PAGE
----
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Front Page » Top Stories » Rouse Gets Initial Clearance For West Kendall Project

Rouse Gets Initial Clearance For West Kendall Project

Written by on October 12, 2000

By Candice Ventra
County officials have tentatively approved a zoning change in West Kendall to make way for a 160-acre, mixed-use town center project by the Rouse Co.

The Miami-Dade County Commission has given initial approval, pending the project’s review as a development of regional impact, to allow the Kendall Town Center to be built at Kendall Drive and Southwest 157th Avenue. The area is currently zoned for residential development.

The county’s staff does not support the change.

"It’s a very large commercial project and would make large amounts of vehicular traffic," said Robert Usherson, chief of the metropolitan planning section of the Department of Planning & Zoning.

Guillermo Olmedillo, director of planning & zoning, said his staff would like Rouse’s engineers to propose a solid traffic plan.

The state’s Community Affairs Department is also reviewing the project and the potential for traffic congestion once Kendall Town Center is completed. Ken Metcalf, spokesperson for the department, said the projected impact on area roads may require Rouse to provide mitigation for the anticipated traffic.

Ann Pope, project development director for Rouse, said the company’s engineers think the area can support any traffic the project would bring. The traffic caused by West Kendall residents that usually goes outside of the area to shop should decrease, she said.

Ms. Pope said she is a longtime resident of West Kendall.

"If we want to take in a movie or go to a nice restaurant we have to travel at least 7 miles out of the area," Ms. Pope said. "Residents said they wanted a community center with a medical center and shops."

The rezoning for the Kendall Town Center will be back before the Miami-Dade County Commission in February when commissioners will have to consider the project’s status as a development of regional impact.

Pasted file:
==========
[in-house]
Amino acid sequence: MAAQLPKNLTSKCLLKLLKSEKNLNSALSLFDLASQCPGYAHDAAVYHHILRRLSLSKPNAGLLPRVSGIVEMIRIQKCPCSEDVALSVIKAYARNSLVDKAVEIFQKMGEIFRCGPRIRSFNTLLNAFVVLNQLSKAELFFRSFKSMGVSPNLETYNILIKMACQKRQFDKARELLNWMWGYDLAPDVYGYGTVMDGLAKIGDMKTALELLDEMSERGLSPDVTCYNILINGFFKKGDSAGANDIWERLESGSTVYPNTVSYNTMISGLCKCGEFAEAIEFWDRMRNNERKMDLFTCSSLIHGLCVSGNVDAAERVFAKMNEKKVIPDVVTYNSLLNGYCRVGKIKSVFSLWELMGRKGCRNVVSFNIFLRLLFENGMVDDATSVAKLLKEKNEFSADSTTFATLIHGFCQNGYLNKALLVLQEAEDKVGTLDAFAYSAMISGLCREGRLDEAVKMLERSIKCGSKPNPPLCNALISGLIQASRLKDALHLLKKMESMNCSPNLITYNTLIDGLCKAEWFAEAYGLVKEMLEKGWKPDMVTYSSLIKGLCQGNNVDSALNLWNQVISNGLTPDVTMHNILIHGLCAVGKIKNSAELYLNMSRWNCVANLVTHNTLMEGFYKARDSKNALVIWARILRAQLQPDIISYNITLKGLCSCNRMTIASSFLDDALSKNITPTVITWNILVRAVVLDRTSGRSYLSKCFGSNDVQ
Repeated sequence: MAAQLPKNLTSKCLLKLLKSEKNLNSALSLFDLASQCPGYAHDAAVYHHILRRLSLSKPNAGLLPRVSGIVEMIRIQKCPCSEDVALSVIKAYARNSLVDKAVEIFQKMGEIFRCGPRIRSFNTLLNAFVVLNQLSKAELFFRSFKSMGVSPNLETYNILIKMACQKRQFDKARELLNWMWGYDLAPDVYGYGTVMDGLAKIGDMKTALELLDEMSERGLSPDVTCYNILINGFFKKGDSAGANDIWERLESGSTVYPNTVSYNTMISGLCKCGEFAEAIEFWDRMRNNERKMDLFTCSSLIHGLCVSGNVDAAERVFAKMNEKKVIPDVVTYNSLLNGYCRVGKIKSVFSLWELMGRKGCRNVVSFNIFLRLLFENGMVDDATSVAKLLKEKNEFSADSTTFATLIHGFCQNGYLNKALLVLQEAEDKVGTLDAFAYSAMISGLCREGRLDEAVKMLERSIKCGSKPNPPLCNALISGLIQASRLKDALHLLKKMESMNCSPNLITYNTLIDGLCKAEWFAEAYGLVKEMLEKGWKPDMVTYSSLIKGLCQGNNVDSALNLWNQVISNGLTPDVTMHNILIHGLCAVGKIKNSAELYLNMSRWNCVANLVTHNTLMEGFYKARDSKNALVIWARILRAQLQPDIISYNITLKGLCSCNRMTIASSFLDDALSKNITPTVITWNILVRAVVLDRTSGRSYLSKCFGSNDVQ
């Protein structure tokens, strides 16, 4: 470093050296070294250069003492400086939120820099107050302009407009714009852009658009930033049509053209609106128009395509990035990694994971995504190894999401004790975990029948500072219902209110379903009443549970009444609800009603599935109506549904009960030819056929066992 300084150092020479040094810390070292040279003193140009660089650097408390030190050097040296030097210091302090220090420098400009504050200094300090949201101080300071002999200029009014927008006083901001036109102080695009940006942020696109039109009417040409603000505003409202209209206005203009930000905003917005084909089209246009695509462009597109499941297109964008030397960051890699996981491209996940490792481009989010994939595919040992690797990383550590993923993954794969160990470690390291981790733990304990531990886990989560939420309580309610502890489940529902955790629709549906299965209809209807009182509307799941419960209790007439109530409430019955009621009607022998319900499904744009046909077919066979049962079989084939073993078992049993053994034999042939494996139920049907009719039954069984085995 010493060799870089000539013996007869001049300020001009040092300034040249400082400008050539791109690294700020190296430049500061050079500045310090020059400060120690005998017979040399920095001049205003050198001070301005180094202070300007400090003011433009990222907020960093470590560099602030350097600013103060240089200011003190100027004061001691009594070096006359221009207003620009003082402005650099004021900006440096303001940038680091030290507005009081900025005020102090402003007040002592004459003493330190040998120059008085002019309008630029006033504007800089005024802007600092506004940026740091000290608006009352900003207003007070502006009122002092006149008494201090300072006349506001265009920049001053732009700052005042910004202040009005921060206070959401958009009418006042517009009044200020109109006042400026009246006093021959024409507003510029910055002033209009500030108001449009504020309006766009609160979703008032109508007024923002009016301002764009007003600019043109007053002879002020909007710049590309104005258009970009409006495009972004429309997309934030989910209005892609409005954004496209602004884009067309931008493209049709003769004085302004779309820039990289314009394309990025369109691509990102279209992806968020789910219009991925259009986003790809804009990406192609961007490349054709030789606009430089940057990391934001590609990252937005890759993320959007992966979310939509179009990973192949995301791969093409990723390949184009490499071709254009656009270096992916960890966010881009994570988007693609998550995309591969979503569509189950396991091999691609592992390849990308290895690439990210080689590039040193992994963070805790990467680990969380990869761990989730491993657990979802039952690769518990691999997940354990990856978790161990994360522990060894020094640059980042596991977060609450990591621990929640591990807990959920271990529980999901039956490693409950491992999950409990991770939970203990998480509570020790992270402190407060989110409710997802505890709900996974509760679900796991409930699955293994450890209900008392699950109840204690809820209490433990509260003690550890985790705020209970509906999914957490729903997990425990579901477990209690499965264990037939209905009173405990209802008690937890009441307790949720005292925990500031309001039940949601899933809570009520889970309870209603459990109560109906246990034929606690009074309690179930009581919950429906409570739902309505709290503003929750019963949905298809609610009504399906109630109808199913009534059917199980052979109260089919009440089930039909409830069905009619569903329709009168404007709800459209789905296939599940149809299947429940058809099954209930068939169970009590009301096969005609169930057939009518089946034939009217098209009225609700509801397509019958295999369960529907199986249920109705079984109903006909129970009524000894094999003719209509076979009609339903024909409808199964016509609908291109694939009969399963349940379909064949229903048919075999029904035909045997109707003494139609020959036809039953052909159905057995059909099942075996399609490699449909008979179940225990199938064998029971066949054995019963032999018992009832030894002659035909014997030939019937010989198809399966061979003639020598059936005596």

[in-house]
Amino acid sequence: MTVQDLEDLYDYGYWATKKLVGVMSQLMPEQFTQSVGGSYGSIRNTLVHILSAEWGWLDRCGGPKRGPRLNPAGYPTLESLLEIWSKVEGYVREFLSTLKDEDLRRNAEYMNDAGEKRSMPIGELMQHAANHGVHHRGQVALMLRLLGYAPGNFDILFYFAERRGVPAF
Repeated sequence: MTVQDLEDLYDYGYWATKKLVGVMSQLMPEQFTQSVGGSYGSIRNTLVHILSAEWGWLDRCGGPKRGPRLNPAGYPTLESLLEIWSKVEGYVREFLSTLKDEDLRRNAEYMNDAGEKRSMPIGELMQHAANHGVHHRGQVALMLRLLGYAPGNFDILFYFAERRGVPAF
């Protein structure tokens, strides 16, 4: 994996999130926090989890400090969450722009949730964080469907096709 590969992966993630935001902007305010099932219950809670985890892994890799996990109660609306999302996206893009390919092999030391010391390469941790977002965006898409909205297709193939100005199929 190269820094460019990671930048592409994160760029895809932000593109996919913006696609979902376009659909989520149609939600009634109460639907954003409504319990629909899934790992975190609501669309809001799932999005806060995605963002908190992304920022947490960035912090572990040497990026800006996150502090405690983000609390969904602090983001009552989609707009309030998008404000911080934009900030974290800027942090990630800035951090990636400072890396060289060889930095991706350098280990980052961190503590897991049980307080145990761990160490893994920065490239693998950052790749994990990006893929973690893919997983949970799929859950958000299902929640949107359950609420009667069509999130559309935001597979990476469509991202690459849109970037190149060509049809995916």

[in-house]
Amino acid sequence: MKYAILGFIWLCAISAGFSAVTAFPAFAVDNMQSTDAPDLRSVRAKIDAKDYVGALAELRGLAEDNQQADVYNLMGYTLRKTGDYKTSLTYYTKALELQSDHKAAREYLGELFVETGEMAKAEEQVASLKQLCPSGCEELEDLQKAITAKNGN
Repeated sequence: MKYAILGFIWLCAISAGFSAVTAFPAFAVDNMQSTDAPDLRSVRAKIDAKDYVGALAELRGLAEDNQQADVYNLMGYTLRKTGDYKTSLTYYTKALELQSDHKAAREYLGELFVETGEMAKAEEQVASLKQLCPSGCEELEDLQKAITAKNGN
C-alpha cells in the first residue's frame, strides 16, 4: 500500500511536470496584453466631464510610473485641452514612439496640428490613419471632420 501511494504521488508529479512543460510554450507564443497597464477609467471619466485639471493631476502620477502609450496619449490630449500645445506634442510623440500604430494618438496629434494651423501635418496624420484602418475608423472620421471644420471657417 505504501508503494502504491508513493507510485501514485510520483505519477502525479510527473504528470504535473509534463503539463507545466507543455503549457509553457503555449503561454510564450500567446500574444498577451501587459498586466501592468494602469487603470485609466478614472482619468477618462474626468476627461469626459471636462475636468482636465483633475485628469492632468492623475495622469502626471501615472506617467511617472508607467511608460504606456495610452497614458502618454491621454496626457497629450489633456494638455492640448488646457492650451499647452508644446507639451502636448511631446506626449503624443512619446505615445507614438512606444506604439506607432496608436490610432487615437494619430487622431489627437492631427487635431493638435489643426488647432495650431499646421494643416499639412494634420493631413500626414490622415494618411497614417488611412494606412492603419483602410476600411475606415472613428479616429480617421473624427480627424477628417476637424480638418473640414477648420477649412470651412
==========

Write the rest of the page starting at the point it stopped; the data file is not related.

"They are in a sufficiency review," Mr. Metcalf said regarding Rouse’s proposal to the state as a DRI. "Their application is being reviewed to determine if it includes all the information required."

Once the state application is declared sufficient, he said, Rouse officials will have to work with local government agencies to determine how to alleviate any concerns about traffic and other infrastructure.

The Kendall Town Center, Ms. Pope said, is envisioned to include 1.3 million square feet of retail space. Executives from Burdines, Sears and Dillard’s have signed letters of confirmation to become anchor stores. The company is also in talks with Macy’s, Ms. Pope said.

Developers also plan 400,000 square feet of office space, a 200,000-square-foot medical center and a 200,000-square-foot, senior-assisted living facility.

Baptist Hospital executives, she said, have been negotiating with Rouse officials to operate the project’s medical center. The project also calls for an 80,000-square-foot movie complex and a 220-room, 200,000-square-foot hotel.

One acre will be set aside for a Metrobus terminal, Ms. Pope said. Another 10 acres will be for open space and landscaping, she said.

"This will get us closer to creating a more livable community in West Kendall," Ms. Pope said.

If approved, she said, the project would begin construction is 2001 and all phases should be finished by 2008.

Rouse officials estimate the economic impact to be $13 million in tax revenues. They project the town center would create 4,760 permanent jobs.

West Kendall residents last week spoke both for and against the town center to Miami-Dade county commissioners. Those speaking against said the project would increase traffic in the area and take away business from West Kendall-based mom-and-pop stores.

Gary Held, who identified himself as a concerned resident with a master’s degree in urban planning, wanted to know how Rouse officials would mitigate the anticipated traffic congestion.

"It’s hard to turn down a Rouse project when it comes in your neighborhood," Mr. Held said. "But too much of a good thing is bad for you."

He said the West Kendall area has a "fragile economy" with several mom-and-pop stores struggling to stay strong. Large anchor stores such as those Rouse proposes, Mr. Held said, will eventually drive small stores out of business.

The Baltimore-based Rouse Co. developed Bayside Marketplace and has been in the mixed-use construction business for about 50 years They’ve also created facilities in places such as Phoenix, Portland and Nevada.

The company is building the Village of Merrick Park — a mixed-use project on 16 to 20 acres of land at LeJeune Road and San Lorenzo Avenue in Coral Gables.

That project will include 60,000 square feet of retail space and 30,000 of office space. Neiman Marcus and Nordstrom have agreed to be anchor stores. It is set to be finished by fall ’02.

Commissioners last week gave unanimous approval to Rouse’s town center application, which was strongly supported by then-commissioner Miguel Diaz de la Portilla, whose district included West Kendall. The commissioner resigned to run unsuccessfully for mayor.

The former commissioner said the Rouse project would improve the West Kendall bedroom community, which is under-served by retail and over-populated.

"This is an application that offers a glimmer of hope," Mr. de la Portilla said. "There is a need for this type of development there."